Phils pitching coach Bryan Price retires

October 19th, 2020

PHILADELPHIA -- Bryan Price wanted to help the Phillies become the talk of the National League East again.

But as he spent the summer away from his family in Phoenix, isolated because of the COVID-19 pandemic, moving only from his apartment to Citizens Bank Park and back again, he realized that he no longer wants the daily grind of a big league coach. So Price, 58, called Phillies manager Joe Girardi on Sunday afternoon and told him that he planned to retire, despite two years remaining on a three-year contract.

“I just don’t have it left in me to finish that assignment, unfortunately,” Price said. “It’s just time.

“COVID has been extremely challenging for all of us. It accelerated this for me. It was a reminder of what it’s like to be away from family. The inability for them to access me because of the limitations of the world we live in was difficult. That said, it was clear to me by end of the season and the weeks I’ve been home that I’m just done full time on the field.

“I miss my family. I’ve been taking them through this since 1991. They’re great and supportive. It just doesn’t resonate with me anymore to spend this much time away from home.”

Price’s replacement will be the Phillies’ fifth pitching coach in five seasons. He will follow Bob McClure (2014-17), Rick Kranitz (2018), Chris Young (2019) and Price (2020). Price represented a return to a traditional approach to pitching following a season with Young, whose heavy analytics mindset frustrated several Phillies pitchers. Price knew mechanics, and he worked with each pitcher’s strengths. He developed a strong rapport with his pitchers, who genuinely enjoyed working and talking with him this season.

Girardi hopes to find another version of Price in his next pitching coach.

"I’m a big believer that a guy has to be able to communicate well with the pitchers,” Girardi said. “He has to be able to mechanically help a pitcher achieve consistency, recognize quickly when something gets out of whack and help them get back on track quickly. Hitters and pitchers both get out of whack at times. You have to understand what gets guys back on track.”

He also said it should be “someone who combines analytics with pitching skill to get more out of the pitcher and apply it to what he's doing mechanically.”

Girardi said he is not sure whether the next pitching coach will come from inside or from outside the organization.

A few external names could include former Phillies pitching coach Rich Dubee, Yankees bullpen coach Mike Harkey, former Yankees pitching coach Dave Eiland and former Rays, Angels and D-backs pitching coach Mike Butcher.

Dubee worked under Charlie Manuel from 2005-13. called him the best pitching coach he ever had. Dubee tapped into the talents of such relievers as , , , and . Each took steps forward when they joined the organization.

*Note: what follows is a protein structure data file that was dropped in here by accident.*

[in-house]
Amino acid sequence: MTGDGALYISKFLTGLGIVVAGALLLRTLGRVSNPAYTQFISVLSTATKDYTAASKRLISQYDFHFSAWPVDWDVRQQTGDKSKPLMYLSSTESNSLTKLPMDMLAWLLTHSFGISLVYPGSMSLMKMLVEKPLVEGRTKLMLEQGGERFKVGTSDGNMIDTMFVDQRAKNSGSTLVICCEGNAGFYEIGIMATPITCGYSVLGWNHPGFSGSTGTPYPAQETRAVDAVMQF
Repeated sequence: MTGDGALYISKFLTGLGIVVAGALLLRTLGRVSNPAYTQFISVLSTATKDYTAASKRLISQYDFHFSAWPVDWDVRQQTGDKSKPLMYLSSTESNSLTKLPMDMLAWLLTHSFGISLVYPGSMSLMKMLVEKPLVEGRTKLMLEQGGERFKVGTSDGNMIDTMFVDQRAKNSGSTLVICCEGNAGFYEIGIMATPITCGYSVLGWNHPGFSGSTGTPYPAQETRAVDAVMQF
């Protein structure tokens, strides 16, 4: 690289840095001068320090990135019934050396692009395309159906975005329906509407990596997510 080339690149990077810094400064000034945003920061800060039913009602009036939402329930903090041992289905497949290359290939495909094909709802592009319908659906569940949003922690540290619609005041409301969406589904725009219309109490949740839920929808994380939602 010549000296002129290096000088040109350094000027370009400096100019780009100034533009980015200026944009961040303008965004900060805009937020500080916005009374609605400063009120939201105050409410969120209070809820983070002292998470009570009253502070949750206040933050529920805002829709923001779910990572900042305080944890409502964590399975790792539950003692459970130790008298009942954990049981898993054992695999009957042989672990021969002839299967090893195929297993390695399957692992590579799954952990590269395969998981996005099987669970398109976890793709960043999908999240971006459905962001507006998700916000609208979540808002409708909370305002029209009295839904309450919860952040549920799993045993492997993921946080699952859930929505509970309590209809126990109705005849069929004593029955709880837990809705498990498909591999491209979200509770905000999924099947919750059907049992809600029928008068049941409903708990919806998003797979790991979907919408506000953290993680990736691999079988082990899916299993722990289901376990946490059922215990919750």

Harkey has a long relationship with Girardi. They played together with the Cubs in the early 1990s. Harkey was Girardi’s bullpen coach with the Yankees from 2008-13, and again in '16-17. In between, Harkey was Arizona’s pitching coach.

Eiland was Girardi’s pitching coach in New York from 2008-10. He was the Royals’ pitching coach from '12-17 -- Kansas City won the 2015 World Series with help from a strong bullpen -- and the Mets from '18-19. Butcher is highly regarded.

Bryce Harper made his feelings known in an Instagram story on Sunday night: Vanderbilt pitching coach Scott Brown, who coached big leaguers like Walker Buehler and Sonny Gray.

Internally, there is assistant pitching coach David Lundquist, bullpen coach Jim Gott and Minor League pitching development director Rafael Chaves.

The Phillies lost a good one in Price, who offered to provide the organization any insights they need on pitchers.

"We were all shocked because he fit in so well,” Girardi said. “He was great to work with -- great attitude. The pitchers loved him. He connected with them extremely well. They don't get any better than Bryan.”

The Phillies’ rotation finished third in MLB with a 6.9 WAR, behind only the Reds (8.1) and Indians (7.8). The rotation’s ERA improved from 4.64 in 2019 to 4.08. Its 3.64 xFIP ranked second behind the Indians (3.51). But the bullpen’s 7.06 ERA was the second worst in baseball in 90 years.

Price, who managed the Reds from 2014-18, said the bullpen’s performance had nothing to do with his decision.

“If we won the World Series, I don’t think my decision would have been any different,” he said. “It’s not a performance-based decision. If that was the case, I’d be leaving with my tail between my legs. And that’s not the case at all. I admired the hard work those guys put in.

“We weren’t good out of the ’pen, and that should fall on me because our guys had histories of performing well. But I’ve been around long enough to know that had this been a 162-game season, they would have put together some good stretches. Given the nature of the season, we couldn’t find a hot hand. And that led to perpetual underperformance.

“When you know it’s time to go, you go. I have no reservations.”